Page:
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Protocols

Protocols used on networks and over the internet
by

Paul Moore

on 20 April 2010

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Transcript of Protocols

PROTOCOLS! NetBIOS NetBEUI IPX/SPX TCP/IP IP Addressing FTP HTTP SIP SMTP Stands for:
Network Basic Input/Output System
A program which runs alongside the OS
Allows the applications to access the network in the same way when they request network services
NetBIOS deals with sending messages from one computer to another - e.g. when a file is saved to a file server
Can also broadcast messages to all computers on a network
Used on Ethernet and token ring networks & generally included in all Microsoft OSes An extension of NetBIOS
Stands for:
NetBIOS Extended User Interface
Allows data to be split into frames
Faster and more reliable than NetBIOS
Generally included with all Microsoft OSes Stands for:
Internetwork Packet Exchange/Sequence Packet Exchange
The protocol is used on LAN & WAN
Can deal with sending messages between computers on LANs
Can also do this across a WAN by routing messages through a series of computers
Capable of operating on the internet but NOT an accepted standard as it is NOT widely supported (only supported by some Microsoft OSes and Novell Network systems) Stands for:
Transport Communication Protocol/Internet Protocol
Designed to work on WAN and LAN
Also used on the internet
Different from NetBIOS, NetBEUI and IPX/SPX - these are specific to particular OSes
TCP/IP is INDEPENDENT of any hardware or operating systems
Works with most network technologies (such as Ethernet, token ring and FDDI) AND works on ALL internet connections
Also supported by ALL OSes capable of running networks

TCP/IP uses 'routing' to decide paths for data
Can spread traffic across different routes
Can split data into smaller datagrams TCP Defines the method for transporting messages - defines how the messages are split into datagrams and how they are sent from one device to another IP Adds an 'IP Header' containing data used by the routers to work out how to get the data to its final destination Each computer on the internet (host) has a unique address so messages always get to the right host.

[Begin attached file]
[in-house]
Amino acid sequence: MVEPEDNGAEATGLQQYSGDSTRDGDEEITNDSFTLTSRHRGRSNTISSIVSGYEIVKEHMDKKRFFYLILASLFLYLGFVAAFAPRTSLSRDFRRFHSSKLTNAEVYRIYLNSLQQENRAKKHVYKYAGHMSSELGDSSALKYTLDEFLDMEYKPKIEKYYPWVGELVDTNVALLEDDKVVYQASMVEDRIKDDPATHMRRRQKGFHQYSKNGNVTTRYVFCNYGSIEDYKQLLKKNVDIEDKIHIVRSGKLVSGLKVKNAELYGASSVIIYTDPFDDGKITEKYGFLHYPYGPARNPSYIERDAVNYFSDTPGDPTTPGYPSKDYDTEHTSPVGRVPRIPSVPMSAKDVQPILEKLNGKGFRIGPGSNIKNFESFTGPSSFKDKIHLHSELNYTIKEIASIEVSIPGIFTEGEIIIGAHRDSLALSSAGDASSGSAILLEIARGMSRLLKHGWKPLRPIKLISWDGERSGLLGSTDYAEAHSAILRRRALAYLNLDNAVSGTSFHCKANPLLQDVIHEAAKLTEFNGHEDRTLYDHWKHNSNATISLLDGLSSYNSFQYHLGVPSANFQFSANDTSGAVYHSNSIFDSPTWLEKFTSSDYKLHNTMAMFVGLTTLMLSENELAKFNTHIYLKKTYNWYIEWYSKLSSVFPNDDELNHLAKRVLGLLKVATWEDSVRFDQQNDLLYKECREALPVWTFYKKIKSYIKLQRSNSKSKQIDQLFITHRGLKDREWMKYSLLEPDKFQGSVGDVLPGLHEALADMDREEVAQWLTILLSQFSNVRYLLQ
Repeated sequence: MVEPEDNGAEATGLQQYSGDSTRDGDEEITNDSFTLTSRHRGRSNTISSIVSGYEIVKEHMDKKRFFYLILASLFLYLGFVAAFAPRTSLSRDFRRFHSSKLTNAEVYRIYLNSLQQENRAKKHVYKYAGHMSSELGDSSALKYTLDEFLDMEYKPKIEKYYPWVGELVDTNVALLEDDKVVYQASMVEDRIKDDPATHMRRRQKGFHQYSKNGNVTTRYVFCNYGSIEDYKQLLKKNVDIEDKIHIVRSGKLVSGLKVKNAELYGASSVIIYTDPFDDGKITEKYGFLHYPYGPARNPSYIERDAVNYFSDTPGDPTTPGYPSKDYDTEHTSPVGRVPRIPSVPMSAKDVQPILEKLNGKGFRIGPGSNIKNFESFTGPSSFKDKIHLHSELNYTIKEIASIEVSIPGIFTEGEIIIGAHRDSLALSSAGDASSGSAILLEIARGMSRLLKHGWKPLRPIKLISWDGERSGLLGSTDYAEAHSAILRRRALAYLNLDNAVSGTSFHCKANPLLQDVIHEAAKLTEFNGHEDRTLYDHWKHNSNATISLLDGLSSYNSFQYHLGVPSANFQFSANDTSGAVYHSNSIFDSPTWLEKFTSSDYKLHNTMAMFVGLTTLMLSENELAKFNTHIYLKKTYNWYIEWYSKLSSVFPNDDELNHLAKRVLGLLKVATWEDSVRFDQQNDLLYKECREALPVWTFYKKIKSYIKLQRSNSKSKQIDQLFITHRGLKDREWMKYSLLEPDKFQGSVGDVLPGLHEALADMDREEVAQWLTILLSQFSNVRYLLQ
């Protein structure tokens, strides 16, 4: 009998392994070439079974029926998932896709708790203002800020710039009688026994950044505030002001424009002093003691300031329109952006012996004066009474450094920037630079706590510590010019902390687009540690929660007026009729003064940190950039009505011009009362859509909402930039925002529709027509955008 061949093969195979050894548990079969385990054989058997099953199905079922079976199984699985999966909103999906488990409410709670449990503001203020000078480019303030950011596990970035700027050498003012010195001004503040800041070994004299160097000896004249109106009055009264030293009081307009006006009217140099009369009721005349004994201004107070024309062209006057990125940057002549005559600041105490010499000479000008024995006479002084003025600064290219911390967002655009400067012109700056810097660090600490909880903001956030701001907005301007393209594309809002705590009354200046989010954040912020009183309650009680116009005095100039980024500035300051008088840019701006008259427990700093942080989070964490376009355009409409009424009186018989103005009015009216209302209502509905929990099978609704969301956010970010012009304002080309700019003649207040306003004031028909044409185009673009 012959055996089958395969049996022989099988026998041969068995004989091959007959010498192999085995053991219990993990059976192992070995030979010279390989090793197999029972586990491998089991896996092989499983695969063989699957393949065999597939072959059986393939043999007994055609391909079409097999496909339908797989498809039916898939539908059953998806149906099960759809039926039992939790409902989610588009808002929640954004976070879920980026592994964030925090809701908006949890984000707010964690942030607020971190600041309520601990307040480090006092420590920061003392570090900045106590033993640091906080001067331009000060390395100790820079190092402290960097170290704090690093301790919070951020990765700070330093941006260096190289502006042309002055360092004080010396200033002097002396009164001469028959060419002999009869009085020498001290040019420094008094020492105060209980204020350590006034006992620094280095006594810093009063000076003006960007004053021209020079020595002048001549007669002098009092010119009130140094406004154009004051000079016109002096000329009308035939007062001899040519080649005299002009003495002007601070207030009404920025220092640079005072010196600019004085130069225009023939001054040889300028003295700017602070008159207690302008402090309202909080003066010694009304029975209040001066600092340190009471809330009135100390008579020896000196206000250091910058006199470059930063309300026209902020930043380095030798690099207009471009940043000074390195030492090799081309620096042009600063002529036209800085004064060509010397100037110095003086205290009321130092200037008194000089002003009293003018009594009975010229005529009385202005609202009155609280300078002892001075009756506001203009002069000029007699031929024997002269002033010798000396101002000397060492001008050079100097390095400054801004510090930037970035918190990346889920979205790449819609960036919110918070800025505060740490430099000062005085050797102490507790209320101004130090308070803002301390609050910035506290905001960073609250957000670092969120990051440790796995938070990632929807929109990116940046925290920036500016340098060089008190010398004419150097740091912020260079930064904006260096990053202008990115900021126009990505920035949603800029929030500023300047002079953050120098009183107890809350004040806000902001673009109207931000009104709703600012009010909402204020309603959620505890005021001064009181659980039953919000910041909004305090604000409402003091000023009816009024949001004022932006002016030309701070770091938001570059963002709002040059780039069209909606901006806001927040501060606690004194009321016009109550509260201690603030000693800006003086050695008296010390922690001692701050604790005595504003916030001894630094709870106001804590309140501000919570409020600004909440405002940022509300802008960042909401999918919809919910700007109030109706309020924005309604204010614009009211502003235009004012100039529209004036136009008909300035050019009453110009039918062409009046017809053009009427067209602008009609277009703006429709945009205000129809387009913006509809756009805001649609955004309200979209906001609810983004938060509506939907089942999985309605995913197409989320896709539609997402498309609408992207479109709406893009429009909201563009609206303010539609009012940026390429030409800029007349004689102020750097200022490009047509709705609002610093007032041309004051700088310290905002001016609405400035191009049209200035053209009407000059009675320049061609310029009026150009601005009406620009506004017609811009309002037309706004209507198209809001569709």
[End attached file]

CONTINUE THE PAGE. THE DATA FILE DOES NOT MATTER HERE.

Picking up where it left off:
IP addresses are assigned when a host joins the internet.
Routers learn the address and how to get messages to them. IP Addresses 2 types of IP Address:
IPv4 - e.g. 192.168.0.1
IPv6 - e.g. 4FDE:0000:0000:0002:0022:F376:FF3B:AB3F IP Header Adds an 'IP Header' containing data used by the routers to work out how to get the data to its final destination A standard for moving files from one host to another on the internet or a WAN.
Defines how files and directories are organised and viewed
Allows the transfer of files from one host to another - even if the OSes are different
Also widely used to upload web pages to web servers Stands for:
Hypertext Transfer Protocol
The standard for communication between web BROWSERS and web SERVERS
Defines how a page is requested, how it is found and how it is displayed
Secure HTTP (HTTPS) also allows encryption and authentication for extra security Stands for:
Simple Mail Transfer Protocol
A standard for moving emails between email servers
Defines how an email is formatted
As long as an email uses SMTP, all mail servers can read it and convert it to the format they use
Email servers will convert SMTP to POP (Post Office Protocol) or IMAP (Internet Mail Access Protocol) depending on the type of email software used by the network
Stands for:
Session Initiation Protocol
Used for establishing sessions in an IP network
These could be:
Telephone calls
Instant Messaging
Video conferences
SIP is the accepted protocol for VoIP
Full transcript